Benner on Tech: Uber's Credit and Twitter's Advertising Plans
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Uber is working with banks to nail down a $1 billion line of credit, the sort of financial move that companies like Facebook, Alibaba and Twitter all made not long before going public. The Wall Street Journal says six to seven banks will take part in the loan. The company is also in the midst of another equity financing round that could value the company at $50 billion.
Uber clearly has expensive ambitions that go well beyond making and maintaining a ride-hailing app. The company is involved in a bidding war for Nokia’s map technology. And it opened an advanced tech lab in Pittsburgh to focus on autonomous driving technology. It partnered with (then poached engineers from) Carnegie Mellon to work on the project. Uber’s test cars have been spotted on the streets of Pittsburgh.
Twitter’s Best Laid Plans
The company has coddled advertisers more than any other Internet company, but Bloomberg’s Sarah Frier argues that this approach has hit a wall. At the end of the day, Frier writes, “the company’s user base is still small, and its technology for tracking and measuring ads is still relatively primitive.” The sales team, led by Adam Bain, has an ambitious and tough-to-pull off plan for growth. I’m interested in how the company’s advertising deal with Google’s DoubleClick plays out, since it could make the company highly dependent on Google. Chris Sacca, a huge investor in the company, remains a staunch supporter. But he said in a recent blog post that he’s ready to go public with some suggestions for what he thinks the company could do better. Stay tuned …
So Many Data Breaches
The website Adult Friend Finder, which bills itself as a “dating, hookup and sex community,” was hacked, and data on nearly 4 million of the site’s members has been leaked. The information includes e-mail addresses and sexual preferences.
The Blue Cross Blue Shield plan CareFirst was hacked, and the breach could affect up to 1.1 million customers.
** The New York Times’s Claire Cain Miller writes about how some colleges, with the help of the National Center for Women & Information Technology, are working to get more women involved in computer science.
The goal was to make computing more accessible and inviting to a broader range of people, Mr. Lazowska said. The courses showed students that they can succeed through hard work and do not need esoteric knowledge or an innate gift.
** Bloomberg’s Jack Clark says artificial intelligence is now as smart as your average toddler.
Computers have reached a milestone, not unlike that of many young kids figuring out the world. You can now show a machine a Dr. Seuss book, and it can tell you: On the cover of this book is a cat wearing a red and white striped hat.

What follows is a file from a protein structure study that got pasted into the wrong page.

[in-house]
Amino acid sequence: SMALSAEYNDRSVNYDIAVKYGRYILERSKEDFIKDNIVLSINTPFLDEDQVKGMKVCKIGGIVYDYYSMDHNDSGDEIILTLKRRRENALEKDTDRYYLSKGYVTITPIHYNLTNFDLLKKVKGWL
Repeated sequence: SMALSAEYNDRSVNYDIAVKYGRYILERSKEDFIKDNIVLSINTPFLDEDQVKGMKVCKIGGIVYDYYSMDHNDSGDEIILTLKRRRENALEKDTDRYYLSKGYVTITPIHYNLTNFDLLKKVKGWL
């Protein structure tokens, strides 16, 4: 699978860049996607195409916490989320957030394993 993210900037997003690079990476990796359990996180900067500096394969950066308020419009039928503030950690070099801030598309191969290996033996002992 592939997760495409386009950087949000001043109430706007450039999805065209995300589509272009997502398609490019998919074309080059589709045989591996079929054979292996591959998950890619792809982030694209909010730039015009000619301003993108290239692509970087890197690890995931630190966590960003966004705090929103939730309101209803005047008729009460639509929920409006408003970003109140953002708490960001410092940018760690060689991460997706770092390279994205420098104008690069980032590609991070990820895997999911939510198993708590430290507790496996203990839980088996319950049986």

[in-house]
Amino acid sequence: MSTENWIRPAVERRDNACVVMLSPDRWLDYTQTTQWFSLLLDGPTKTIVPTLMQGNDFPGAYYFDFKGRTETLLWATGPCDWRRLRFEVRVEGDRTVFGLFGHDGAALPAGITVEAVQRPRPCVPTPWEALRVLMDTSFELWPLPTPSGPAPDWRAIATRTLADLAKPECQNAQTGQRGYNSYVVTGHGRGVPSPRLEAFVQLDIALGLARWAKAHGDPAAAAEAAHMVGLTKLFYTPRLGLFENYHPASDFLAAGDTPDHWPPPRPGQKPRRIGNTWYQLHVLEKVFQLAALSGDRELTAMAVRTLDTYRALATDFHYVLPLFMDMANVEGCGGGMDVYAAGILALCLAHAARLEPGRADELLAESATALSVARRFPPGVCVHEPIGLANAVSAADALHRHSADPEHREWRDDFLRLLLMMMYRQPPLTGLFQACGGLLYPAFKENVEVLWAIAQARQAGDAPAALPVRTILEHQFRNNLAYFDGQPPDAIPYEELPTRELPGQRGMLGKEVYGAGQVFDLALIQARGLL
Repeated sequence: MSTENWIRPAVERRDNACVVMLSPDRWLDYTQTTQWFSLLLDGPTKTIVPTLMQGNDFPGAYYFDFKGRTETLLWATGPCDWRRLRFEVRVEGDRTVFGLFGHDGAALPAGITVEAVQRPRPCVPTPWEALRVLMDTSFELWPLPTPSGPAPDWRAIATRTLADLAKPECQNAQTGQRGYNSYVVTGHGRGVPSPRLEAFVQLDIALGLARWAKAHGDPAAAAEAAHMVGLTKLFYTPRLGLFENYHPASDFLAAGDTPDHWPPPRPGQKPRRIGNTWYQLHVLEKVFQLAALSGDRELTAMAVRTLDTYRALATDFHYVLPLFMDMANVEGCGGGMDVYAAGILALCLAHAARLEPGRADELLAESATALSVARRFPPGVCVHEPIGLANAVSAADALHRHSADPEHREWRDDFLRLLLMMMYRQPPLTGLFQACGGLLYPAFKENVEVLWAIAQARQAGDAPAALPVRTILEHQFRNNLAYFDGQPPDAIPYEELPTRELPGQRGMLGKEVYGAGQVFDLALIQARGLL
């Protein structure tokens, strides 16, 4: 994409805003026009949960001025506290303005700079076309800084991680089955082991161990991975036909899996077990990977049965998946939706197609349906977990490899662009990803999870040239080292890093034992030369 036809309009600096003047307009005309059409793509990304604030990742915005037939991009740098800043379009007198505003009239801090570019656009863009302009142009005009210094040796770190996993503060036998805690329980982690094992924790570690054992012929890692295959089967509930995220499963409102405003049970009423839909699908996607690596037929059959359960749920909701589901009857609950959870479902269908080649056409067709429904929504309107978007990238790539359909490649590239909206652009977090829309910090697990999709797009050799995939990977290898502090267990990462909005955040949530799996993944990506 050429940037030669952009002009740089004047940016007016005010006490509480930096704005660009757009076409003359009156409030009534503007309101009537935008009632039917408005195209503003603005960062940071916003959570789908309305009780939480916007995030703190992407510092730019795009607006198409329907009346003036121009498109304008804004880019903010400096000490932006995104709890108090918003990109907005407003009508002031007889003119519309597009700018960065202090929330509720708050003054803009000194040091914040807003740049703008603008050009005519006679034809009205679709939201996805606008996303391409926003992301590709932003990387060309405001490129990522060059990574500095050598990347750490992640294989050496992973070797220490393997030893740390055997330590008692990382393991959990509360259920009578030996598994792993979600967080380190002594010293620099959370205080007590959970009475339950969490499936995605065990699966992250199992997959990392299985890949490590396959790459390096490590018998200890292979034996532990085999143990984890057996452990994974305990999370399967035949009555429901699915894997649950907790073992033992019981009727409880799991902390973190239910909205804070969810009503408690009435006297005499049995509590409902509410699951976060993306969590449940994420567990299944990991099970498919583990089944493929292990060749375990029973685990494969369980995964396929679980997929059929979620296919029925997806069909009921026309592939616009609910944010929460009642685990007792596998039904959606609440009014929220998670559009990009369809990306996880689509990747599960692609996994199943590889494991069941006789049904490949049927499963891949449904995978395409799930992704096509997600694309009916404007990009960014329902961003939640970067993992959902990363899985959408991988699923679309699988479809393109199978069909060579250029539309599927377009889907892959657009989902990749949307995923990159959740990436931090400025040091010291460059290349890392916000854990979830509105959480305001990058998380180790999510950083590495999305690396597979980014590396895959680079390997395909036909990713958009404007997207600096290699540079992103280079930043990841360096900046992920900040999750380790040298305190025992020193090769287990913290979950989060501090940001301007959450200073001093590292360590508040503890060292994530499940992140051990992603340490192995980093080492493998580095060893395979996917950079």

** Business Insider’s Eugene Kim argues that Dropbox is running out of time to prove that it should be valued at $10 billion, the equivalent of 20 times the company’s annual revenue.
Box, which is Dropbox's closest competitor in the enterprise, set its IPO value at $1.67 billion, a little less than eight times its 2014 revenue of $216 million. The highest multiple for any public Internet-software company is Xero's, at 15 times revenue.
** Bloomberg’s Emily Chang talked to Mike Judge and Alec Berg about their show “Silicon Valley.”
Onefinestay, a startup that’s sort of like an upscale Airbnb, just got an investment from Hyatt. (Wall Street Journal)
Obvious Ventures raised $123,456,789 to make early stage investments. (Wall Street Journal)
People and Personnel Moves
Nikesh Arora will replace Masayoshi Son as chairman of Yahoo Japan. Son will remain on the board. (Wall Street Journal)
Scott McNealy is now the CEO of Wayin, a marketing startup. McNealy was previously the head of Sun Microsystems. (Wall Street Journal)
Fadi Chehade is stepping down from his post as president and CEO of ICANN.
Tom Wheeler, the chairman of the Federal Communications Commission, has been calling U.S. cable companies to say the agency isn’t against all huge deals. His calls were made as companies look overseas to do mega mergers that don’t create anti-trust issues. (Wall Street Journal)
Apple is trying to breathe new life into the iPad with a dual-app viewing mode and larger 12-inch tablets. (9to5Mac) The company is also trying to beef up its mapping technology with new transit features that were pulled last year. (9to5Mac)
Google is making it easier for YouTube watchers to shop directly from pre-roll video ads. (Wall Street Journal) It sent a report to retailers saying that its mobile ads are becoming more influential over what shoppers buy in stores, and some advertisers bought more mobile ads. (Wall Street Journal) The company is also working on Internet of Things software that can run on low-powered devices. (the Information)
Hewlett-Packard said quarterly earnings topped Wall Street estimates and that it could take up to $3 billion in charges related to the company’s break up. (Bloomberg) It also sold a majority stake in its Chinese server, storage and technology business to China’s Tsinghua University for $2.3 billion. (Bloomberg)
The National Security Agency was planning to hijack app store connections to infect smartphones with spyware. (the Intercept) Little wonder then that a recent Pew survey found that few Americans think the government will protect their data.
News and Notes
A mobile video game called “Saudi Girls Revolution” lets women drive around a post-apocalyptic Saudi Arabia fighting bad guys. (Wall Street Journal)
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